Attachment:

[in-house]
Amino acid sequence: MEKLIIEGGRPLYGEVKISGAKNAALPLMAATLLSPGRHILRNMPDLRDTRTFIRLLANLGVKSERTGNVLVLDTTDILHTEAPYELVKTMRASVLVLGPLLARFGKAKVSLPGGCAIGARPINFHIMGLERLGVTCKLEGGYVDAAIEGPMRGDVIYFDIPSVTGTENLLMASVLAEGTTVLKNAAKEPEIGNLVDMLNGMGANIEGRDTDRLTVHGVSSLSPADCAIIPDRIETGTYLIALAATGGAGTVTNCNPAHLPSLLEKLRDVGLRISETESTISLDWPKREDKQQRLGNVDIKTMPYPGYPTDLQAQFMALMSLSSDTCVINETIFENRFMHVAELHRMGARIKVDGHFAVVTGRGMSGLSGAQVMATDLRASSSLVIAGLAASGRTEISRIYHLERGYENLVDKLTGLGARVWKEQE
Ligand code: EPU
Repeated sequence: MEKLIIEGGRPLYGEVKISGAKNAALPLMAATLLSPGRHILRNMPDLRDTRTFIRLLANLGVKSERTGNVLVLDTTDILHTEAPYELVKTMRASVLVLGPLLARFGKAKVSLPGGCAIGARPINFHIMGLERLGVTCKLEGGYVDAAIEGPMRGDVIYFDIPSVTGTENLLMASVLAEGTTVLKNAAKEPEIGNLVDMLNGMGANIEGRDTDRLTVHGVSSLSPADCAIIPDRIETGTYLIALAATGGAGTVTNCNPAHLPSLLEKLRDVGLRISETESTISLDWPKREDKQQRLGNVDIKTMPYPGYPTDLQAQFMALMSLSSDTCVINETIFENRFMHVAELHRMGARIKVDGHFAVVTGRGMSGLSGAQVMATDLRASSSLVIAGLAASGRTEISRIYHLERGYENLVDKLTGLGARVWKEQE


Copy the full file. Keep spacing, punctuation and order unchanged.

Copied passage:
[in-house]
Amino acid sequence: MEKLIIEGGRPLYGEVKISGAKNAALPLMAATLLSPGRHILRNMPDLRDTRTFIRLLANLGVKSERTGNVLVLDTTDILHTEAPYELVKTMRASVLVLGPLLARFGKAKVSLPGGCAIGARPINFHIMGLERLGVTCKLEGGYVDAAIEGPMRGDVIYFDIPSVTGTENLLMASVLAEGTTVLKNAAKEPEIGNLVDMLNGMGANIEGRDTDRLTVHGVSSLSPADCAIIPDRIETGTYLIALAATGGAGTVTNCNPAHLPSLLEKLRDVGLRISETESTISLDWPKREDKQQRLGNVDIKTMPYPGYPTDLQAQFMALMSLSSDTCVINETIFENRFMHVAELHRMGARIKVDGHFAVVTGRGMSGLSGAQVMATDLRASSSLVIAGLAASGRTEISRIYHLERGYENLVDKLTGLGARVWKEQE
Ligand code: EPU
Repeated sequence: MEKLIIEGGRPLYGEVKISGAKNAALPLMAATLLSPGRHILRNMPDLRDTRTFIRLLANLGVKSERTGNVLVLDTTDILHTEAPYELVKTMRASVLVLGPLLARFGKAKVSLPGGCAIGARPINFHIMGLERLGVTCKLEGGYVDAAIEGPMRGDVIYFDIPSVTGTENLLMASVLAEGTTVLKNAAKEPEIGNLVDMLNGMGANIEGRDTDRLTVHGVSSLSPADCAIIPDRIETGTYLIALAATGGAGTVTNCNPAHLPSLLEKLRDVGLRISETESTISLDWPKREDKQQRLGNVDIKTMPYPGYPTDLQAQFMALMSLSSDTCVINETIFENRFMHVAELHRMGARIKVDGHFAVVTGRGMSGLSGAQVMATDLRASSSLVIAGLAASGRTEISRIYHLERGYENLVDKLTGLGARVWKEQE